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Comparing the enthalpy changes of combustion of different alcohols

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Introduction

Kate McAllister 12 VK Chemistry Coursework Planning assessment- Comparing the enthalpy changes of combustion of different alcohols Aim: I am going to investigate the difference in enthalpy of combustion for a number of different alcohols. My aim is to find out how carbon chain length affects the enthalpy change that occurs during the combustion of alcohols. The enthalpy change of combustion of a fuel is a measure of the energy transferred when one mole of the fuel burns completely in oxygen. I will be able to calculate a value for enthalpy change by burning different fuels to heat a specific amount of water using the fact that 4.2J of energy are required to raise the temperature of 1g of water by 1oC. I will produce a wide range of results and will be able to compare them, calculate their enthalpy change of combustion and effectively find an answer my brief. Apparatus: Spirit burner (75 cm3) 500 ml copper can (diameter of 10 cm) with specially adapted lid Boss, clamp and retort stand Electronic balance (to 2 d.p.) Heatproof mat Goggles Measuring cylinder 100 cm3 Measuring cylinder 200 cm3 Mercury thermometer Insulation chamber Stirring propeller Distilled water Methanol (50 cm3 ) *3 Ethanol (50 cm3 ) *3 Propan-1-ol (50 cm3 ) *3 Butan-1-ol (50 cm3 ) *3 Pentan-1-ol (50 cm3 ) *3 Hexan-1-ol (50 cm3 ) *3 Hazard Cards Combustion is principally the oxidation of carbon compounds by oxygen in air to form CO2 if there is a sufficient amount of oxygen. The hydrogen in a compound forms H2O. Combustion produces heat as well as carbon dioxide and water. The energy contained in the bonds of the products is less than the energy contained in the bonds of the reactants. The difference in energy is released as heat. Energy releasing reactions are called exothermic reactions. Calorimetery is a way to determine the amount of heat produced in a reaction. ...read more.

Middle

Notably draughts could have an catastrophic effect on the factor of efficient heat transfer and could be detrimental to the outcome of the results. This is why I have placed a insulation chamber around the experiment and used a specialised lid for the calorimeter. The adverse effects of heat loss would be terrible. With a lid on the calorimeter it means that heat that rises as the liquid changes state to gas condenses back and will be part of the calculation. Loss of the alcohol its self due to evaporation has also been carefully considered. I have decided to ensure that the lid remains on at all possible times, in-between weighing and after the experiment has finished. In regarding the position of certain equipment. I have already stated that the calorimeter should be placed at 1 cm above the flame at all times to ensure accurate heat transfer. The size and shape of the spirit burners is essential. The wick especially needs to have a constant length, width and surface area, so that the same amount of alcohol is in contact with the air to react at all times. I have also decided that the distance the thermometer is suspended in the calorimeter should remain constant as an extra precaution to stirring. The temperature of the water may differ at the top to that at the bottom of the can because heat rises so I have decided to suspend the thermometer at an equal distance of half way up in the centre of the can to ensure fairness. Insulation has been another priority of mine to minimise heat loss. I have silvered the sides of the copper can to minimise heat loss by radiation and insulated the sides of the copper can and the insulation chamber to minimise heat loss by conduction and convection. Heat loss risks affecting the end results of the experiment. ...read more.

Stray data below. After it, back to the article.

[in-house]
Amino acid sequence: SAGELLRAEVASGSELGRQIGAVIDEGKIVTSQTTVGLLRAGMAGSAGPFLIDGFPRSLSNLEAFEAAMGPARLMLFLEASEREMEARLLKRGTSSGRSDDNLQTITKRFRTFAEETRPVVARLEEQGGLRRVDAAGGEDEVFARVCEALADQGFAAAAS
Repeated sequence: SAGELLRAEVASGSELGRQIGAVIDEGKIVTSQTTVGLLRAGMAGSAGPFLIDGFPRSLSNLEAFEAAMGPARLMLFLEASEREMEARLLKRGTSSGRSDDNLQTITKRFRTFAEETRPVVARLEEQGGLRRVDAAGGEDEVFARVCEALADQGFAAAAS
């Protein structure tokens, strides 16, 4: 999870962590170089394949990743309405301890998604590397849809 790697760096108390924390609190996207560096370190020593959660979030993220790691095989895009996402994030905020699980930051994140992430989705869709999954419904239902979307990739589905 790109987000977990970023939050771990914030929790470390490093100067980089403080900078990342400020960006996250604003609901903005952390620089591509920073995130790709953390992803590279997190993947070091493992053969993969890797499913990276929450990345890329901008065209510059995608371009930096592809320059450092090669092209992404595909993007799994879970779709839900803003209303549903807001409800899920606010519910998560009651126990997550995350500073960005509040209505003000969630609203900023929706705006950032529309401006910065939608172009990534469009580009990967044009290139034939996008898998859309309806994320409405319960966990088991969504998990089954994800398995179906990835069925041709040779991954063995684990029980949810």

Conclusion

by the no. Of moles used (answer from step 4.) The answer to this final sum will give the overall enthalpy of combustion value for the particular alcohol I have used. These values should be worked out for all the alcohols and submitted into a table. An average enthalpy change for each alcohol should be calculated by using the mean. This is because we repeated the experiment for each alcohol three times to minimise the chance of anomalous results. Then the information should be plotted onto graphs with the no. Of carbon atoms in the chain for each alcohol plotted against the enthalpy change of combustion. This will allow me to compare the data more easily as a line of best fit can be drawn. As well as my own results I aim to plot the theoretical values I have stated to see if there is much difference. The equipment I have chosen is what I feel is suitable for my task. I feel I have adequately chosen equipment with enough precision and accuracy for my task. I think a preliminary test is in order however to support my views on the use and size of equipment and I shall use it as a chance to alter and adjust anything which perhaps does not fit precisely into my plan of thought. As a further addition to my experiment I hope to perhaps investigate the effect of branching and position of the functional OH group and see what affect it has on the enthalpy of combustion values. With this extra work I would perhaps consider the use of a bomb calorimeter. This would enable me certainly to increase my accuracy. The principle is the same as the experiment I have actually designed. Energy is transferred from the combusted fuel to the surrounding water, and the temperature rise is measured. This apparatus just gives a more accurate value, provided the readings are taken quickly, because energy losses to the surroundings are reduced to almost zero. Bomb calorimeter Positional isormerism Bracnching. Preliminary testing ...read more.

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